Bretwalda, Cerdic of Wessex, East Anglia, Egbert of Wessex, Essex, Heptarchy, Kent, King Alfred the Great, King Athelstan, King John of England, King of Bavaria, King of the Anglo-Saxons, King of the English, Kingdom of Prussia, Kings and Queens of England, Mercia, Northumbria, Sussex, Wessex, William the Conqueror
Figuring out who was the first King of Prussia or the first King of Bavaria was, is pretty easy given the fact that these kingdoms developed late in European history, early 18th and 19th to be precise. However, there are other kingdoms that stretch way back into history and figuring out who the first king of that nation or kingdom was, is rather difficult and subject to opinion. I am beginning a short series where I will identify the first king of England, Scotland, Denmark, Norway and Sweden. I’m going to do something special with France and also ask who was the last King of the Franks? I may have touched on this before but I will also examine who was the first Holy Roman Emperor?
Alfred the Great: King of the West Saxons & King of the Angles and Saxons.
The reason why it can be hard for historians to determine who was the first king of these nations were because the idea of a unified nation-state came long after these monarchies began to develop. At first the king was more like a tribal chief over a people rather than a nation. All of these nations had many kings ruling over these territories and as time went on these smaller kingdoms either died off or were absorbed or defeated until one singular king remained. There are also other complexities special for each kingdom that I will address separately.
Today I will start with England.
Most books or lists of the Kings and Queens of England begin with William the Conqueror in 1066. Some may briefly mention the Saxon period but all-in-all a wide majority of books on this subject begin with William. However, there was far more royal history before him. After the fall of the Roman Empire there began a rise of small petty kingdoms in the British Isle. These small Anglo-Saxon kingdoms were known as the Heptarchy and they consisted of East Anglia, Mercia, Northumbria, Kent, Essex, Sussex, and Wessex. It was from the gradual unification of these early medieval kingdoms that the kingdom of England emerged. During the 9th century Vikings upset the balance of power between the English kingdoms, and native Anglo-Saxon life in general. One of the effects of the Viking invasions was that it slowed down English unification.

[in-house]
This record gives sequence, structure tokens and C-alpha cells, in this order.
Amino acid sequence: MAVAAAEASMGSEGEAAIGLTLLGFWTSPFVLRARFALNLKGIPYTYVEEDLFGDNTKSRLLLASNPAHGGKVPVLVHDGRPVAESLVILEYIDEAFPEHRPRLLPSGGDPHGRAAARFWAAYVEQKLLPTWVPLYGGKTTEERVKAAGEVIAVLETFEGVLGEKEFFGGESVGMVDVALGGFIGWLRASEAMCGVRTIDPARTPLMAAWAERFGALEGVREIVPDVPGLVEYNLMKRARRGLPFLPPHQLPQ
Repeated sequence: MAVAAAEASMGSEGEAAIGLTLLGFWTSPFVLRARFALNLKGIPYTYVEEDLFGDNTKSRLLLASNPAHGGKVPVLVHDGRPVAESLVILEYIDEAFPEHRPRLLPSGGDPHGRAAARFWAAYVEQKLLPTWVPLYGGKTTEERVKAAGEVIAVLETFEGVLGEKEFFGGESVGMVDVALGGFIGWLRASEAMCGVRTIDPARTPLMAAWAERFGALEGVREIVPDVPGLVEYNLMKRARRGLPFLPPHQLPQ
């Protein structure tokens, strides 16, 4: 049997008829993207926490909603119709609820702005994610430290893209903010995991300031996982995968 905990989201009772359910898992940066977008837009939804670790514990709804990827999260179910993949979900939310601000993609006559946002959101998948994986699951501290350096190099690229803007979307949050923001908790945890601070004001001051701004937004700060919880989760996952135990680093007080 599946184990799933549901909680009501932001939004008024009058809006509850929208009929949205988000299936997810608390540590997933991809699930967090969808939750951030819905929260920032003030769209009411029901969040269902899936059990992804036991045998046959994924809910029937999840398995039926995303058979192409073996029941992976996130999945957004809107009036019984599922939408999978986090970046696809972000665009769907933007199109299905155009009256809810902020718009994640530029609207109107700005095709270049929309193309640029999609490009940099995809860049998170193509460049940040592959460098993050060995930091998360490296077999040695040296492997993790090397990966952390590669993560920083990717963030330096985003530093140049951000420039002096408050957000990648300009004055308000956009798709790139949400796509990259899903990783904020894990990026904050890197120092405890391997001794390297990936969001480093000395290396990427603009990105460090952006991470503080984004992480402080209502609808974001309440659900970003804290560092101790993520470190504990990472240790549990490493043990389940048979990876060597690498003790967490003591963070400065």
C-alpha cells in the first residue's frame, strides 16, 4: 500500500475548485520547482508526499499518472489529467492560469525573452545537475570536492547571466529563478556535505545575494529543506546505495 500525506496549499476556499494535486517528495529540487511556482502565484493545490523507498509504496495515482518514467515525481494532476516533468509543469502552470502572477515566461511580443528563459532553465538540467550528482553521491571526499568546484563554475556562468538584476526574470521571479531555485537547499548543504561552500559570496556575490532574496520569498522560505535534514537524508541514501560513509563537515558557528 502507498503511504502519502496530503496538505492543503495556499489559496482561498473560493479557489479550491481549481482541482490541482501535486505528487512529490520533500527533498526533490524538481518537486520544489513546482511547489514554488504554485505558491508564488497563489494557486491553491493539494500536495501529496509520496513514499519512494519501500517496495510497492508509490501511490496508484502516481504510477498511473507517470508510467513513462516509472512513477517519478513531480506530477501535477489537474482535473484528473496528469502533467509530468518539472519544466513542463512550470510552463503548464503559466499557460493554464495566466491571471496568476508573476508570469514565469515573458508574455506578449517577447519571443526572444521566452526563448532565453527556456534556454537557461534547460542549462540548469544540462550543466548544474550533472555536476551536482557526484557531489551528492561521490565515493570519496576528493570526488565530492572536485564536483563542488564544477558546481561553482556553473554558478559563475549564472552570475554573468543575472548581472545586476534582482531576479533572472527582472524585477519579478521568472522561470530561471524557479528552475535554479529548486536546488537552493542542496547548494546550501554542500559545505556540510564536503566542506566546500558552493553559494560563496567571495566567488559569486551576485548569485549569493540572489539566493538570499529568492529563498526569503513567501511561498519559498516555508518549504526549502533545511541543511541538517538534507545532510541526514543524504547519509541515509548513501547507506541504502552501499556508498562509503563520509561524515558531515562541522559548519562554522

During the period of the Heptarchy, the most powerful king among the Anglo-Saxon kingdoms might be acknowledged as Bretwalda, which translates to High King, over the other kings. However, the tendency for one of the kings of the Heptarchy to become the Bretwalda was short lived as the decline of the other Saxon kingdoms allowed Wessex to become more powerful. Wessex soon came to be the most powerful kingdom on English soil as it absorbed the kingdoms of Kent and Sussex in 825. In 827, Northumbria submitted to King Egbert of Wessex (802-839) Thus Egbert briefly became the first king to reign over a united England. Most sources that list Egbert as the first King of England use either 827 or 828 as the starting point of his reign as Bretwalda even though his reign as king of Wessex began in 802.